Maybe it’s time to revisit .NET documentation

I saw an article today that raises the possibility, for me, that .NET documentation might nearly have returned to it’s state in the early days of .NET 1.  (In those days a tool called NDoc gave great code documentation in a variety of formats.)

It’s called Taming Sandcastle: A .NET Programmer’s Guide to Documenting Your Code at Redgate’s Simple Talk blog.

This entry is a note to myself to take a look at the article when I make the time.

Note on background:

In the NDoc days I used to produce the sort of documentation that I think is right. Decent text descriptions, diagrams of the application and theory… Basically my design notes in a nice CHM, which wasn’t just a machine generated file. It wasn’t hard.  And I really love that CHM format.  It has a nice precompiled index.  Astonishingly powerful.  (I wonder if internal politics sabotaged this technology which had such great potential.)

Then along came the NDoc collapse. Even though I didn’t like the license I volunteered to lend a hand. I never even got a reply. Go figure!

I have never really dabbled in Sandcastle, having seen enough comments, from programmers who seem to share my views, that indicated it had never really arrived!

This article gives me some hope that it might be usable now.


Side note:  As a side project, the article above was converted to ePub format.  (This is one of the formats for eBooks.)  This apparently took a surprising amount of effort.  I tried to test the ePub file, but failed.  It could not be read by the two ePub readers that I used (MobiPocket and ICE).  Though two other ePub’s that were tested on Mobi worked as expected.  This, and the really odd designs I encountered, confirmed that this is a dynamic and dangerous field.  It also shows that you can still find programs that seem to come from an alternate universe.  (If this field takes off there will be a need for tests tools like Litmus which checks out your email in different mail readers.)

HTML email not displaying to some users (System.Net.Mail)

I experienced a problem when using System.Net.Mail with .NET 3.5.

Mails with both an HTML message and a plaintext version weren’t always showing the HTML version, as I intended.  In Outlook and some Webmail services, I got the display I wanted.  In others I didn’t.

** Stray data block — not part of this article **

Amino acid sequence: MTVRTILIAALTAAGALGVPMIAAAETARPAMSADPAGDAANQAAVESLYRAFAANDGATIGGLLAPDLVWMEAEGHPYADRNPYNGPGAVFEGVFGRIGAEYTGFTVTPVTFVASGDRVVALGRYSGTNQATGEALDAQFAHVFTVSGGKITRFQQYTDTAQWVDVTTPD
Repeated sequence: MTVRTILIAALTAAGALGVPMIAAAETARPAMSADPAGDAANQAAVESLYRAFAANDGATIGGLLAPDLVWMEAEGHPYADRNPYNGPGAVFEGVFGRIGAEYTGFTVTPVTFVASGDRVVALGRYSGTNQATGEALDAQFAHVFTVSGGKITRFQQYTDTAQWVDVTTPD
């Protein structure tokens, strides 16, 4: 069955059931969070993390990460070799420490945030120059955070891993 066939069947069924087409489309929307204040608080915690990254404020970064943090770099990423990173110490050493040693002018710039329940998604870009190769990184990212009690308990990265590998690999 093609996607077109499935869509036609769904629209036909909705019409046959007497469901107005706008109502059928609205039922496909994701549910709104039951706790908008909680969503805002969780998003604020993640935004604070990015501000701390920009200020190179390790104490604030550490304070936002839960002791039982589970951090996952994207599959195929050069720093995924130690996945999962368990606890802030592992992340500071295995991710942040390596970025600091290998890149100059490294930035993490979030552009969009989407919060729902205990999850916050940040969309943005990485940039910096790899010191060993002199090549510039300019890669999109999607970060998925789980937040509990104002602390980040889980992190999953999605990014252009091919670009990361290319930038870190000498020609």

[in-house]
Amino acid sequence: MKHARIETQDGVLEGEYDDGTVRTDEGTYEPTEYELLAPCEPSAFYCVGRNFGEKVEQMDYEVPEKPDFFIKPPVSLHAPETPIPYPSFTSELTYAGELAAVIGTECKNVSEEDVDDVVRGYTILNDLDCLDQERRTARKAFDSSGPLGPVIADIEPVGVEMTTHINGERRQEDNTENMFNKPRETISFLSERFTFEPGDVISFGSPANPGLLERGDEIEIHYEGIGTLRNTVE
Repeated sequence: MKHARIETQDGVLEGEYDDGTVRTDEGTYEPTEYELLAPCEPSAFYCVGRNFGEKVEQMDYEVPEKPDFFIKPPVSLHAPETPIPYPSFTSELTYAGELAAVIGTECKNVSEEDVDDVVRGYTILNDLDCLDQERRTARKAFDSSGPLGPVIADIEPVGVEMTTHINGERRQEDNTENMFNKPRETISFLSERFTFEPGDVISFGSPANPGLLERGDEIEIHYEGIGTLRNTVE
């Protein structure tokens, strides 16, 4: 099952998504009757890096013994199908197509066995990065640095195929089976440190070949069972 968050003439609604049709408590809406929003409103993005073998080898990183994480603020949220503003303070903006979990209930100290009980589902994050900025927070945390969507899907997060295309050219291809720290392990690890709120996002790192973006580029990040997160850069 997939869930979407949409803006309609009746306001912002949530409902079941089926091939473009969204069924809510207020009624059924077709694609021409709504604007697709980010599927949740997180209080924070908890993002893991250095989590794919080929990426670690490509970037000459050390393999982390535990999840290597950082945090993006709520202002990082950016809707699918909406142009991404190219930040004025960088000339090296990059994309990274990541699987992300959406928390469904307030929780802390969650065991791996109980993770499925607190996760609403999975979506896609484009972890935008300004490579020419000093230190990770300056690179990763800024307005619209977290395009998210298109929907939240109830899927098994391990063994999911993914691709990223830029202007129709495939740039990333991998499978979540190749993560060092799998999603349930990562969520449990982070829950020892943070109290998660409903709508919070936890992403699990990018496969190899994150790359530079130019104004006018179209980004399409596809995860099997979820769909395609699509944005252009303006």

For example two Webmail systems,  GMail and Yahoo, showed plaintext and not the HTML.

The system was coded using AlternateViews in the MailMessage of System.Net.Mail.  The coding was influenced by online code samples.  In these the HTML message (which has an embedded image) was added first followed by the plaintext.

The intent is to show HTML (plaintext is a fallback).

Testing showed that the message had both payloads in the raw source.  (You can easily check this in GMail for instance.)

There are many posts about this same issue on the Internet (PHP, Cold Fusion, .NET…).  Not one that I saw had an answer to the problem.  Some reflected months of frustration.  That convinced me there was no solution.  (Foolish trust in the wisdom of crowds I guess!)

Being convinced there was no easy solution I still scanned the email RFC’s, 2822 and 2046, to see whether I’d missed anything.  I soon found something that looked like an answer.  Here’s a portion from 2046

Systems should recognize that the content of the various parts are interchangeable.  Systems should choose the “best” type based on the local environment and references, in some cases even through user interaction.  As with “multipart/mixed”, the order of body parts is significant.  In this case, the alternatives appear in an order of increasing faithfulness to the original content.  In general, the best choice is the LAST part of a type supported by the recipient system’s local environment.

Elsewhere it notes that it’s a crazy way to define things, but that it’s more compatible with older mail readers (so the past wins not the future!). I didn’t check but I imagine the readers referred to are from the 1970’s or earlier.  (These RFC’s have a long history of revision and number changes, so whatever the date of 2046 the message was likely originally written earlier.)

I rechecked the online documentation for the code I was using.  I didn’t see any explicit mention of the issue.  (Though an example, that I now found, added the views in the order that I wanted, plaintext first, HTML second.  No comment about why, that I saw!)

Changing the order fixed the problem.  Now all mail readers, that I tested, showed HTML.



Here’s a couple of conclusions, from this incident and the project it is part of:

  1. If you’re doing both HTML and plaintext in an email.  Add plaintext first, HTML second when using System.Net.Mail.  With other systems make sure that the HTML payload occurs later in the raw message stream. (Assuming you want HTML to show up by default.)